After more than five decades of efforts to bring women to a place of equality with men in matters of leadership, the landscape in most places is still heavily male dominated in leadership. In this article, we look to explore a few of the challenges women face in leadership, and the unique opportunities woman have to address these issues now in their careers.

Questioning Your Competence

Studies show that women must work twice as hard as men to prove their competence in order to qualify for leadership. And if she is already in a leadership role, a woman has to constantly show that she is in that position by merit and not because of some positive discrimination plan which favors women. Organizations often hire men for what they think they can do, but hire women for what they have actually done.

This “organizational” lack of confidence in women leaders can also be coupled with the fact that women often allow their own self-doubt to undermine their confidence. This recent McKinsey report found that women are truly limited when their competence is questioned…by their employer and themselves.

With all of this in mind, women must take more pride in their achievements and learn how to promote themselves. To seek more opportunities and more respect in the workplace, they need to be more proactive in showcasing their strengths and accomplishments. Companies like LMVH have well understood this need and regularly offer Self-Marketing coaching sessions to their female executives among its Maisons (EllesVMH program).

Faking It

The primary strategy many women employ when aspiring to leadership in a male-dominated workplace is to adopt male attitudes and attributes in order to fit in. They become quasi-male because they feel that their natural tendencies have no place in that environment. But Mayra Attuy, a marketing head at Verizon Media, disagrees with that approach. “…emotion, passion and compassion (are) valuable assets, not things to be ignored or hidden” she says.

Women need to learn to trust their own voices because they do bring something valuable to the table. The Innoveve firm, founded by Fabienne Jacquet, helps organizations unleash innovators’ feminine skills to encourage innovation and growth. Emotion, passion and compassion are not (and should not) be the exclusivity of women, they are traits that all great leaders should possess.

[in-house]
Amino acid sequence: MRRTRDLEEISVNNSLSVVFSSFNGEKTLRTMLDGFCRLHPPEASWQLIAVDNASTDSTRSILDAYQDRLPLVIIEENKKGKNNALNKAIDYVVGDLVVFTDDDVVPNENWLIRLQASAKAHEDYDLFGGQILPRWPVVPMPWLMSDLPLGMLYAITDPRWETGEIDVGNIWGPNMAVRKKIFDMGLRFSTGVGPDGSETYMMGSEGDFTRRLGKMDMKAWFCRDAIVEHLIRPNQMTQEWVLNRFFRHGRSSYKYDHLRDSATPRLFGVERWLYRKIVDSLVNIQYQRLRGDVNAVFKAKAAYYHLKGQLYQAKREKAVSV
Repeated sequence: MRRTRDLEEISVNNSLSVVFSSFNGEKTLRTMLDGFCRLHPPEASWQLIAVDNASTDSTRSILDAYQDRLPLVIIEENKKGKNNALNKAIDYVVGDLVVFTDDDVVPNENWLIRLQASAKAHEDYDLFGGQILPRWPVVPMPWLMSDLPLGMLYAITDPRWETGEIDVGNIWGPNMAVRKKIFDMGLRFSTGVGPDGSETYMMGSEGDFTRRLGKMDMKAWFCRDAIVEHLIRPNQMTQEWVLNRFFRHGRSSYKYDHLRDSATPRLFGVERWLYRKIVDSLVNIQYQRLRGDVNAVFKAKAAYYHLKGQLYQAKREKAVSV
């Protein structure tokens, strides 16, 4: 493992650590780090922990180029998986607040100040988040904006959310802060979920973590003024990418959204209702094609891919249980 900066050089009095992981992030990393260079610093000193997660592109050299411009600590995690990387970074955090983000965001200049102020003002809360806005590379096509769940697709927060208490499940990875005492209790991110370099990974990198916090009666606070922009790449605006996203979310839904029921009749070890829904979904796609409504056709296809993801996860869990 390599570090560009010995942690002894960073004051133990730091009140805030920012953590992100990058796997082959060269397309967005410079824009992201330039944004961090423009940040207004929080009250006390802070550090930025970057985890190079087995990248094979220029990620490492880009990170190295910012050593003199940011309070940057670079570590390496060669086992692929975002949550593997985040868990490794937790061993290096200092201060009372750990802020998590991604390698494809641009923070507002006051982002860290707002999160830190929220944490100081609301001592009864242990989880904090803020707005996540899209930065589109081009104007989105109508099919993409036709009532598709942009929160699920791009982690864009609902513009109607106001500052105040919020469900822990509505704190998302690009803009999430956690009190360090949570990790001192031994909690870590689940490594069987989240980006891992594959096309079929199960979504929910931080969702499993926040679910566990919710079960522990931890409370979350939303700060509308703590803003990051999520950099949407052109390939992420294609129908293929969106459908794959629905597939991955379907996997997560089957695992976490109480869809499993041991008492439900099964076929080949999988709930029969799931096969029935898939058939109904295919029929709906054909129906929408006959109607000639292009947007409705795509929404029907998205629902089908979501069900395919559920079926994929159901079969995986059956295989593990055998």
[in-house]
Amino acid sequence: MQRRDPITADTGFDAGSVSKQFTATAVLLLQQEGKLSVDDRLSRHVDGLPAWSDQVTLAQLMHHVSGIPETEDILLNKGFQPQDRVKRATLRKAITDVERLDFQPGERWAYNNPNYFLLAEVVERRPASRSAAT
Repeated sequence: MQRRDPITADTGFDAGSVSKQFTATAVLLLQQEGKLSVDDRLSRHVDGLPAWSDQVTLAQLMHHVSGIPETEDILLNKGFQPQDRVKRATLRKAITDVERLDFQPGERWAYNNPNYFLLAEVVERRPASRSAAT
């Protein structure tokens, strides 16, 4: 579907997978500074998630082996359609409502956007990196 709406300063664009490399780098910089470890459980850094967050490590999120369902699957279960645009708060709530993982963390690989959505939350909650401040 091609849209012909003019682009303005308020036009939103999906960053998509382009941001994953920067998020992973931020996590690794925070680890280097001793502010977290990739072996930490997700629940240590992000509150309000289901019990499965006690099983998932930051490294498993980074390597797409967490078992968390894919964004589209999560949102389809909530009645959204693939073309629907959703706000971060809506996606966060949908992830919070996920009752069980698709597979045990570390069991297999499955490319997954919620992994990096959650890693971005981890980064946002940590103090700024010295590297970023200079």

Taking Action

Women tend to be less risk oriented than men and that prevents them from taking action or assuming leadership in situations where they are fully qualified to do so. A Hewlett-Packard report on the organization’s internal hiring practices discovered that women only allowed themselves to apply for jobs if they met 100% of the criteria, while men would apply if they only met 60% of the conditions. This difference in attitudes towards risk and action-taking reflects in the number of women versus men who get hired into leadership positions.

If women want to get more, they need to put themselves out there more often, the study concluded. Women should not wait to be asked or invited, they need to raise their hands for leadership roles and take risks.

Creating Informal Networks

Informal business networks and relationships are often where professional alliances are solidified. Men typically have no difficulty meeting at pubs or clubs for a drink, where they have the opportunity to speak informally to advance their goals. Women do not do this enough. Most times, there is no real attempt at sisterhood among women in a business environment possibly based on a competitive office dynamic or even responsibilities outside of the office that pull them from work and don’t allow social work interactions.

As we interact with our AcePoint Consulting clients, we’ve noted this issue and think it is a real problem that narrows women‘s access to opportunities for leadership and self-development. If informal relationships in the professional environment can’t develop naturally, then we always advise exploring the multitude of female networking groups that exist in every community.

W.IN Forum NY, a networking organization, was created by Catherine Barba to give women and minorities energy and confidence to become the most innovative and inclusive leaders they can be.  Martine Liautaud founded the Women Initiative Foundation in order to promote the advancement of women in the workplace and in the economy by offering mentoring and training programs. She for… S.H.E (Sharing, Helping, Empowering) is a network of active French-speaking women living in New York, founded by Valerie-Anne Demulier and regularly invites guest speakers, organizes workshops and discussion meetings, entrepreneur gatherings, and networking events.  Women need to seek out these positive mentoring organizations in their own communities to build their networks and learn together how to succeed in their industries.

Although there are also many systemic issues that limit women in the sphere of leadership, this article has intentionally focused on four areas women can immediately make changes. And a good place to start would be with the third point on the list….go out there and start taking action!

Contact us if you are interested in promoting women in your organization or growing your influence as a female leader. AcePoint Consulting provides a multitude of individualized programs to assist you and your team.

Continue the dialogue and reach out to us for help on how to build a sustainable high performing team and set yourself up for collective success. Contact us at info@acepointconsulting.com.

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